|Shams al-Dīn Abū Al-ʿAbbās Aḥmad Ibn Muḥammad Ibn Khallikān|
September 22, 1211|
Irbil (now Iraq)
|Died||October 30, 1282
Damascus (now Syria)
|Notable work(s)||Deaths of Eminent Men and History of the Sons of the Epoch|
Aḥmad b. Muḥammad b. Ibrāhīm Abu ’l-ʿAbbās S̲h̲ams al-Dīn al-Barmakī al-Irbilī al-S̲h̲āfiʿī (Arabic: احمد ابن محمد ابن ابراهيم ابوالعباس شمس الدين البرمكي الاربيلي الشافعي) (September 22, 1211 – October 30, 1282) was a 13th Century Shafi'i Islamic scholar. He was described as "a pious man, virtuous, and learned; amiable in temper, in conversation serious and instructive. His exterior was highly prepossessing, his countenance handsome and his manners engaging."
Ibn Khallikan was born in Arbil, Iraq on September 22, 1211, to a respectable family that claimed descent from Barmakids. He studied there and in Aleppo and Damascus. He also studied jurisprudence at Mosul and then settled in Cairo. He gained prominence as a jurist, theologian and grammarian. Ibn Khallikan married in the year 1252.
He was an assistant to the chief judge in Egypt until 1261 when he assumed the position of chief judge in Damascus. Ibn Khallikan was removed from this position in 1271, returned to Egypt and taught there until being reinstated as judge in Damascus in the year 1278. He retired from this position in 1281 and died in Damascus on October 30, 1282.
Ibn Khallikan's most renowned work is the biographical dictionary entitled Wafayāt al-aʿyān wa-anbāʾ abnāʾ az-zamān (Deaths of Eminent Men and History of the Sons of the Epoch). He began compiling this work in 1256 and continued until 1274, referencing the works of earlier scholars. Deaths of Eminent Men does not include biographies of individuals already sufficiently covered, such as the Islamic Prophet Muhammad and the caliphs. This work has been translated into English by William McGuckin de Slane, (1801–1878), and is over 2,700 pages long. The British scholar Reynold A. Nicholson called it the "best general biography ever written".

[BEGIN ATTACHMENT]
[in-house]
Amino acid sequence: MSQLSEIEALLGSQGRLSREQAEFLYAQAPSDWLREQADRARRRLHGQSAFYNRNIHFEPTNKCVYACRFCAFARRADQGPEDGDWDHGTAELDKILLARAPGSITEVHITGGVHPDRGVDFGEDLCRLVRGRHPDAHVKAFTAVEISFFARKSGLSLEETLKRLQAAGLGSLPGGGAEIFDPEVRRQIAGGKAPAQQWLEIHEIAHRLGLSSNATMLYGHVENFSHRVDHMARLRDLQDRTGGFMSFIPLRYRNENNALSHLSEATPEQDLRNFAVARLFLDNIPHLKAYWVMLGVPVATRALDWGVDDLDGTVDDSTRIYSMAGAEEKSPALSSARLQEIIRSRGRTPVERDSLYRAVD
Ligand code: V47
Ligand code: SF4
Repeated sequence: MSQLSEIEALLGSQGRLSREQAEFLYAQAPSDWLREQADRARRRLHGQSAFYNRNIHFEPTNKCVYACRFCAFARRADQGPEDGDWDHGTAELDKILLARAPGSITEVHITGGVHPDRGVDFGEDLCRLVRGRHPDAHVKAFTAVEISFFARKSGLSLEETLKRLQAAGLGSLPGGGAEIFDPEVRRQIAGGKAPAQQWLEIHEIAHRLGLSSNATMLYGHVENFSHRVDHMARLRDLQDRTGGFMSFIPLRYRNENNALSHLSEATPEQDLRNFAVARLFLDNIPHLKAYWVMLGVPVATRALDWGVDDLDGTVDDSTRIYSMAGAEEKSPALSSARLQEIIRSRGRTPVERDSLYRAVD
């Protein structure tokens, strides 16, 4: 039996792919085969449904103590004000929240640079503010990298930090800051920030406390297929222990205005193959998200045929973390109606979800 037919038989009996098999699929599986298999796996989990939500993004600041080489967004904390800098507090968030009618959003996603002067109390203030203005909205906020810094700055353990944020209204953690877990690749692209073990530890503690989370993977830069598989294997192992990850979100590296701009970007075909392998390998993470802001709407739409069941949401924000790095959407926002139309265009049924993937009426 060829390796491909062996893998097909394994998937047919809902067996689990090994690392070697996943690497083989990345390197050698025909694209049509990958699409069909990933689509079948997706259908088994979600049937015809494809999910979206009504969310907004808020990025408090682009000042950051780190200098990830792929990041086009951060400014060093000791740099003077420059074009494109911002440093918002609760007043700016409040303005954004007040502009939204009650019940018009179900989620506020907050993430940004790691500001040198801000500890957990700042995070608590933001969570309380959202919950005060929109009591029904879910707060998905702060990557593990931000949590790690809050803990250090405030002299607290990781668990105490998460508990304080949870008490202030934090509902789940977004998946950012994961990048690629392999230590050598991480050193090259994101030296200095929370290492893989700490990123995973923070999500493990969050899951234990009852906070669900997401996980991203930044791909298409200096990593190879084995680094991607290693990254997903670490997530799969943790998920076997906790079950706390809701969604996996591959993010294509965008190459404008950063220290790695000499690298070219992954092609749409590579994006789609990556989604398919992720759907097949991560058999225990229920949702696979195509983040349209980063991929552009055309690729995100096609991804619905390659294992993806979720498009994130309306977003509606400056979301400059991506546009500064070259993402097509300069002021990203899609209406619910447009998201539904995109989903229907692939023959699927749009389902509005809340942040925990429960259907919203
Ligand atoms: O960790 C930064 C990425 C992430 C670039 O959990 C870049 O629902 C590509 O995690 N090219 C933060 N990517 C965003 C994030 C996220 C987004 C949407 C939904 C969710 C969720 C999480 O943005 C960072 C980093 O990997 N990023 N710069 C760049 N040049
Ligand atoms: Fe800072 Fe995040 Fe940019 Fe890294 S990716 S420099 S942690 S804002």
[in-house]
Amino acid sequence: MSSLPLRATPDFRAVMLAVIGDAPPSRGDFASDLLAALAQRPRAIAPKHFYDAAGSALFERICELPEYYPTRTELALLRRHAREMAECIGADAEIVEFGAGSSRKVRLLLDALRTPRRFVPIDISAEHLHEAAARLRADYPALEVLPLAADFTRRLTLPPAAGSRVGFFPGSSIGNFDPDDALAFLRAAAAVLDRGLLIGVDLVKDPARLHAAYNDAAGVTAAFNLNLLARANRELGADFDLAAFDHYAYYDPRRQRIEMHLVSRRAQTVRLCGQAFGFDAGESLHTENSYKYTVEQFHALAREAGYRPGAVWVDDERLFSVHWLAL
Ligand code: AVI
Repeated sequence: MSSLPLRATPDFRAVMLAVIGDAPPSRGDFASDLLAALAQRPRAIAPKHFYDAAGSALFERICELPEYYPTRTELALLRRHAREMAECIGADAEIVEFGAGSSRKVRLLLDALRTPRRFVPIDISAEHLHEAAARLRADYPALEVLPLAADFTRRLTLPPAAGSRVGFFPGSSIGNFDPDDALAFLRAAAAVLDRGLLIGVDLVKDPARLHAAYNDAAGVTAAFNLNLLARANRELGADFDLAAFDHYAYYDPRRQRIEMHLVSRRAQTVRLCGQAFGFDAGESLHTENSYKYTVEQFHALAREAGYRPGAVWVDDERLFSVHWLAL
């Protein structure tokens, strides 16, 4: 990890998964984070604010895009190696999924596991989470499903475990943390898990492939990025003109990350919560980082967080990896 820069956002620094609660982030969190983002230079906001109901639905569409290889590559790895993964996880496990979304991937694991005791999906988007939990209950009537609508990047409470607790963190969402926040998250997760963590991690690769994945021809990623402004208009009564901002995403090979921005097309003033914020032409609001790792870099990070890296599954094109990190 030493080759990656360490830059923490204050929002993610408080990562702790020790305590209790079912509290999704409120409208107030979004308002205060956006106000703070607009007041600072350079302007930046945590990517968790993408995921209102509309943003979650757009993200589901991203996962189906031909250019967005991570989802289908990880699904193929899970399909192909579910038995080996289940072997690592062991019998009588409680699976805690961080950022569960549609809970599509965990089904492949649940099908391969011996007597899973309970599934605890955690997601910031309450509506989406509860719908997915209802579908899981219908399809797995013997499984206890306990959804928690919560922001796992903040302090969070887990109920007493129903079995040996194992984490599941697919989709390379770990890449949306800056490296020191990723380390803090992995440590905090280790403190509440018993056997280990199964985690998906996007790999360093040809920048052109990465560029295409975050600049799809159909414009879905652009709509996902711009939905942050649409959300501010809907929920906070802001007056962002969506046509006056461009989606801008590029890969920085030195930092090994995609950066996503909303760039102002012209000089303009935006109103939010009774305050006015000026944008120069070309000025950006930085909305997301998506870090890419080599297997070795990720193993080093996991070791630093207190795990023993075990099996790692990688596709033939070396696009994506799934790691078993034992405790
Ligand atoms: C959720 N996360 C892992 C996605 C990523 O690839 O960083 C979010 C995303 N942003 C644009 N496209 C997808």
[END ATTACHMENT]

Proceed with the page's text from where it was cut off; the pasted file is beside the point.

- Lewis, B.; Menage, V.L.; Pellat, Ch.; Schacht, J. (1986) [1st. pub. 1971]. Encyclopaedia of Islam (New Edition). Volume III (H-Iram). Leiden, Netherlands: Brill. p. 832. ISBN 9004081186.
- J.W., Fück,. "IBN K̲H̲ALLIKĀN". Encyclopaedia of Islam, Second Edition. Brill. doi:10.1163/1573-3912_islam_sim_3248. Retrieved 6 March 2017.
- Ludwig W. Adamec (2009), Historical Dictionary of Islam, p.139. Scarecrow Press. ISBN 0810861615.
- "Encyclopædia Britannica Online, Ibn Khallikān". 2010. Retrieved May 22, 2010.
- "Ibn Khallikan". Humanistic Texts.org. Retrieved May 22, 2010.